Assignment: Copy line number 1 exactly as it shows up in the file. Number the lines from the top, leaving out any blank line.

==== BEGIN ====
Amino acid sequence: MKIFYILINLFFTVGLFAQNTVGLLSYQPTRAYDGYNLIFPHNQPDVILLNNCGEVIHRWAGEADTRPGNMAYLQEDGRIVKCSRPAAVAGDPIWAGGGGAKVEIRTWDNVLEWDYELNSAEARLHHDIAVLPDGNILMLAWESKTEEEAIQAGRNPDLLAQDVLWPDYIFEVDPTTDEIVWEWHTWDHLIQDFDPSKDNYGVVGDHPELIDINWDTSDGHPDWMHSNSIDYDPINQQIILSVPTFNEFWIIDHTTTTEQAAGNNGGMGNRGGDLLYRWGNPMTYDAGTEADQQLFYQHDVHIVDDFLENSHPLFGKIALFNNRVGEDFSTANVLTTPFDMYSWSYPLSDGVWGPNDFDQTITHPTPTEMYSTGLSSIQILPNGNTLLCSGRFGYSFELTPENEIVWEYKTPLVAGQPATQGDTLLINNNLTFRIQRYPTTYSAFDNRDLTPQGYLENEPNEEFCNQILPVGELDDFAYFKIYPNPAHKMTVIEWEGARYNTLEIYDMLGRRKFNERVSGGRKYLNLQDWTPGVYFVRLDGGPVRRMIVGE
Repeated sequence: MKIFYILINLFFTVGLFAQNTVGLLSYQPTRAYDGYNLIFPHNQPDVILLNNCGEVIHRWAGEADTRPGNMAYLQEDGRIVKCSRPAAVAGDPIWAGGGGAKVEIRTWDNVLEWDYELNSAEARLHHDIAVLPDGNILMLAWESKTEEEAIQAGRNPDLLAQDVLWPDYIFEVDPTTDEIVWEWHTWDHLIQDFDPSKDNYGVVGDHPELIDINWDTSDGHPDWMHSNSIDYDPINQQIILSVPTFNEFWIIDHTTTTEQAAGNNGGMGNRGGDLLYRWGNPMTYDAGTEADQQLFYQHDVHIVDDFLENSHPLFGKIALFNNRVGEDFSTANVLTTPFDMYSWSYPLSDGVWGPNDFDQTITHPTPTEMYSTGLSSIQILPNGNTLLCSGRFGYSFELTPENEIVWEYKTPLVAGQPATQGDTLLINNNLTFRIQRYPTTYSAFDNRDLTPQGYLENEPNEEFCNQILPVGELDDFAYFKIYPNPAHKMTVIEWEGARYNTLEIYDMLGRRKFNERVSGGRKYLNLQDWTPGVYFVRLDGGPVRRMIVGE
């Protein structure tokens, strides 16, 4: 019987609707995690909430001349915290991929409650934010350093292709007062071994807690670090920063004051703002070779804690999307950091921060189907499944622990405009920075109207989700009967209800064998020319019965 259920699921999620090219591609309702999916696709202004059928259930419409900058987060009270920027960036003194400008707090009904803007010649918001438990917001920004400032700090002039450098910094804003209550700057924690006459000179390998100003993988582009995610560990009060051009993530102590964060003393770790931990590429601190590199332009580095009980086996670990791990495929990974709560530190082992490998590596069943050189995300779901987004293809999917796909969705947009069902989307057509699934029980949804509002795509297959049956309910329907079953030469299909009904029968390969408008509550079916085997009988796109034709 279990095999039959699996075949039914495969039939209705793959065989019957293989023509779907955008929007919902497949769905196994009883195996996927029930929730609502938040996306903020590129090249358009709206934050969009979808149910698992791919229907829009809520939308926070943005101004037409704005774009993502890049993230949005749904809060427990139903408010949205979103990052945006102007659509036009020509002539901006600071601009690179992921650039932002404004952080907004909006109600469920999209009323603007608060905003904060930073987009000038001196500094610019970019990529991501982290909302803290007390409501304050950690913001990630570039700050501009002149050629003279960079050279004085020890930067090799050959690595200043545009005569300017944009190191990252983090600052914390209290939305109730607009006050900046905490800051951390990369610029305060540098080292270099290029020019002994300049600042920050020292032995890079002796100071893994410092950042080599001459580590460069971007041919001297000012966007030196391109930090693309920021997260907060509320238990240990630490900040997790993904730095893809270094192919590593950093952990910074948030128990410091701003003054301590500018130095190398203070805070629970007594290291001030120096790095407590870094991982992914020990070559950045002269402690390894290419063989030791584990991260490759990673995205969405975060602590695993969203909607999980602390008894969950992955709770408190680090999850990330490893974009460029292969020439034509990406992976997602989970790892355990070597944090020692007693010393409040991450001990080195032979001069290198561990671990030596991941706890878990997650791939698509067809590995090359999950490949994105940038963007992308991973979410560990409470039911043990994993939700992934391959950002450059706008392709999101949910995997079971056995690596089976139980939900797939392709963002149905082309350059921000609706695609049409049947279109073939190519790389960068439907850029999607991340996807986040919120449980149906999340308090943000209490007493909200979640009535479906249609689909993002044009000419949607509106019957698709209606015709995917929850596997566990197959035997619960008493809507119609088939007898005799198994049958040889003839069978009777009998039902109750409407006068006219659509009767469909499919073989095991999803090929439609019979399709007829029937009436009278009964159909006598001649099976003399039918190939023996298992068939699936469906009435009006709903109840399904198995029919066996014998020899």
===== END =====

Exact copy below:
Amino acid sequence: MKIFYILINLFFTVGLFAQNTVGLLSYQPTRAYDGYNLIFPHNQPDVILLNNCGEVIHRWAGEADTRPGNMAYLQEDGRIVKCSRPAAVAGDPIWAGGGGAKVEIRTWDNVLEWDYELNSAEARLHHDIAVLPDGNILMLAWESKTEEEAIQAGRNPDLLAQDVLWPDYIFEVDPTTDEIVWEWHTWDHLIQDFDPSKDNYGVVGDHPELIDINWDTSDGHPDWMHSNSIDYDPINQQIILSVPTFNEFWIIDHTTTTEQAAGNNGGMGNRGGDLLYRWGNPMTYDAGTEADQQLFYQHDVHIVDDFLENSHPLFGKIALFNNRVGEDFSTANVLTTPFDMYSWSYPLSDGVWGPNDFDQTITHPTPTEMYSTGLSSIQILPNGNTLLCSGRFGYSFELTPENEIVWEYKTPLVAGQPATQGDTLLINNNLTFRIQRYPTTYSAFDNRDLTPQGYLENEPNEEFCNQILPVGELDDFAYFKIYPNPAHKMTVIEWEGARYNTLEIYDMLGRRKFNERVSGGRKYLNLQDWTPGVYFVRLDGGPVRRMIVGE